Board-Certified Physician Compares Actual Text of Texas Law to Standard Medical Guidance Provided to OB/GYNs
Washington, D.C. – Published reports indicate that some Texas doctors have denied women the current national standard of medical care due to apparent confusion over the Texas Heartbeat Act (2021) and the Texas Human Life Protection Act, which takes effect today.
“Sadly, it appears some doctors are making medical decisions based on media pundits and rhetoric, instead of reading the actual law,” said Dr. Ingrid Skop, M.D., F.A.C.O.G., a board-certified OB/GYN who has been practicing in Texas for more than 25 years. “Nothing in the new Texas pro-life law is in conflict with standard medical guidance, nor would it prevent me from providing the same care I have always provided women facing potentially life-threatening complications.”
Dr. Skop, who serves as senior fellow and director of medical affairs at Charlotte Lozier Institute (CLI), partnered with CLI legal scholar Mary Harned., J.D., to study the Texas Human Life Protection Act and compare the actual text of the law to the standard medical guidance provided to OB/GYNs by the American College of Obstetricians and Gynecologists (ACOG).
The Texas Human Life Protection Act, which takes effect today, states an exception is allowed if a medical emergency is present, defined as “in the exercise of reasonable medical judgment, the pregnant female … has a life-threatening physical condition aggravated by, caused by, or arising from a pregnancy that places the female at risk of death or poses a serious risk of substantial impairment of a major bodily function unless the abortion is performed or induced.”
Critically, as Dr. Skop highlights for her fellow practitioners:
“What is ‘reasonable medical judgment?’ The new Texas law defines it as a judgment by a physician who is “knowledgeable about a case and the treatment possibilities for the medical conditions involved.” ACOG publishes dozens of bulletins that provide specific medical guidance for treating pregnant women experiencing both common and uncommon complications during pregnancy. If you are a Texas OB/GYN, are you providing your patients the national standard of medical care? That’s ‘reasonable medical judgment.’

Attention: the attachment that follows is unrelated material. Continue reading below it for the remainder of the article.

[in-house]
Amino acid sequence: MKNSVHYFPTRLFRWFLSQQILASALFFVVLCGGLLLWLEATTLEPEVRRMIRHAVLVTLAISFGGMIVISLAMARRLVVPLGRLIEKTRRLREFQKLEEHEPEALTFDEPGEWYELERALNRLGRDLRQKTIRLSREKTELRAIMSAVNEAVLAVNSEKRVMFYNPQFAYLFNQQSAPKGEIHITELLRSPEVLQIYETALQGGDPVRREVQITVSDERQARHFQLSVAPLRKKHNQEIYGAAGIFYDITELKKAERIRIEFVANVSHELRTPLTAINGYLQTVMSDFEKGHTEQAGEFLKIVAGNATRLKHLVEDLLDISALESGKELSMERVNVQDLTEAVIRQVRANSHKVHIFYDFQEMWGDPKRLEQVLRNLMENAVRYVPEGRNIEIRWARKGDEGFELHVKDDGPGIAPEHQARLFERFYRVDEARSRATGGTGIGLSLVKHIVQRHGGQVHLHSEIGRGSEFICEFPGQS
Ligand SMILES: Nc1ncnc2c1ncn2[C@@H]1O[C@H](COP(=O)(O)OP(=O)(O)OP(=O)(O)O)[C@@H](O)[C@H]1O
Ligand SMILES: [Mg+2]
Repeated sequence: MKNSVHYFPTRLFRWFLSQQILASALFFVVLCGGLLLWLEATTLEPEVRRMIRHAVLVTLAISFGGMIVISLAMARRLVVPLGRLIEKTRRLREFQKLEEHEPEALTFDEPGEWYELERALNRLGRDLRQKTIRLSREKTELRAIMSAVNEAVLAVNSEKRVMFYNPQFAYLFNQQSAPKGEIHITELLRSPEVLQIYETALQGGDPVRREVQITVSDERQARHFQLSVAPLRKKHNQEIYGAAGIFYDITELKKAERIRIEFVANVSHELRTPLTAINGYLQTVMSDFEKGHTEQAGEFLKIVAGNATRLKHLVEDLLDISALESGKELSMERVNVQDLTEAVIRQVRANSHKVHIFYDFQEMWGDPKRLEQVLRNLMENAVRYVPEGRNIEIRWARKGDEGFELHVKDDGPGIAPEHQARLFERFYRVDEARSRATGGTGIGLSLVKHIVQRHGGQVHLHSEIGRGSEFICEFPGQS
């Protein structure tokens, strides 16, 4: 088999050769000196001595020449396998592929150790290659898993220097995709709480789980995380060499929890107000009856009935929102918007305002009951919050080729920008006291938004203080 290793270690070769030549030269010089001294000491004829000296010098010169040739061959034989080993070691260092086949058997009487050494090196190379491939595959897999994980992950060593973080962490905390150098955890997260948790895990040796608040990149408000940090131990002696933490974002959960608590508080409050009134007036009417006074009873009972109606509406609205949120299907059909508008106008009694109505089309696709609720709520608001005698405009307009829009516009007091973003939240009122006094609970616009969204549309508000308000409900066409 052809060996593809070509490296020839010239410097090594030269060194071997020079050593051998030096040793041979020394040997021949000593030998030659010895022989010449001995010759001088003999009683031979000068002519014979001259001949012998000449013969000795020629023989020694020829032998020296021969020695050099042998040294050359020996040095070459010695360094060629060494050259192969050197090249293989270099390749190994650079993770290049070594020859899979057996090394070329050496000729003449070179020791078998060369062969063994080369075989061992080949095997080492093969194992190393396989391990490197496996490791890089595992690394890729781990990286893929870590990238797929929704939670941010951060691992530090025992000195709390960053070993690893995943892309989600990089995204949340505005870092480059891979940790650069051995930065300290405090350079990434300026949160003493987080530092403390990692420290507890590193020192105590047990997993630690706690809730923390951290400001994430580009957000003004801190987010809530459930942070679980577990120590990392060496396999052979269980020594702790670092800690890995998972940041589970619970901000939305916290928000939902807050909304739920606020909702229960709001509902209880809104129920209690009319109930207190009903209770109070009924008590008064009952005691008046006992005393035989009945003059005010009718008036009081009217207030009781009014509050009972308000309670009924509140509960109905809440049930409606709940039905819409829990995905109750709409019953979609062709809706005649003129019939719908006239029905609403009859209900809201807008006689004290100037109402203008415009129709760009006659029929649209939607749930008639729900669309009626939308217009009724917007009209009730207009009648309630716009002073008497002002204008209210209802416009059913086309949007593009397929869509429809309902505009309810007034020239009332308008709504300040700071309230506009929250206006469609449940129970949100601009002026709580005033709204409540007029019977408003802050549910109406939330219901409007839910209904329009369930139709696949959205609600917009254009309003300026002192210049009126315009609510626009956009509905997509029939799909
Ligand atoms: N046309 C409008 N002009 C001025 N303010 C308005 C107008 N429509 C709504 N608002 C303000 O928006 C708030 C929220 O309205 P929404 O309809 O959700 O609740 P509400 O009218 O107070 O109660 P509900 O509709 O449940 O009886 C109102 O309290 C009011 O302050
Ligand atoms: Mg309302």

“‘Reasonable medical judgment’ is a standard that doctors of every specialty use on a regular basis. It’s what we were taught in medical school, and we’ve all had briefings on it by our hospital or practice manager or insurance company.
“I’ve practiced medicine in Texas for over 25 years, delivered more than 5,000 babies, and cared for countless women through difficult and sometimes traumatic pregnancies. There have been many times I’ve needed to provide emergency treatment to save the mother’s life, but there has never been a situation where I have needed to intentionally kill the child to save a mother’s life. The purpose of an induced abortion is to produce a dead baby, and that’s not medical care.”
Dr. Skop and CLI legal scholar Mary Harned, J.D., who previously served as an Investigative Counsel with the Select Investigative Panel of the U.S. House Energy and Commerce Committee, have published a state-by-state analysis of every state pro-life law currently on the books. Their medical and legal analysis finds that every state pro-life law includes clear exceptions allowing medical treatment to save the life of the mother, and permits treatment for miscarriage and ectopic pregnancy, which can cause life-threatening complications. Several states, including Texas, provide further clarity by specifically excluding treatment for miscarriage and ectopic pregnancy from their definition of abortion.
Click here for CLI’s full state-by-state analysis, including relevant citations, legal analysis, and medical bulletins.
In contrast to Texas law, which provides for a doctor’s “reasonable medical judgment,” the Biden Administration recently attempted to force Texas hospitals and doctors to carry out abortions even against their medical judgment.
The Biden Administration’s attempt to misuse the federal Emergency Medical Treatment and Active Labor Act (EMTALA) was blocked in Texas on Tuesday by U.S. District Judge James Wesley Hendrix, who ruled that the Biden Administration’s guidance “goes well beyond EMTALA’s text, which protects both mothers and unborn children, is silent as to abortion, and preempts state law only when the two directly conflict.”
Charlotte Lozier Institute was launched in 2011 as the education and research arm of Susan B. Anthony Pro-Life America. CLI is a hub for research and public policy analysis on some of the most pressing issues facing the United States and nations around the world. The Institute is named for a feminist physician known for her commitment to the sanctity of human life and equal career and educational opportunities for women.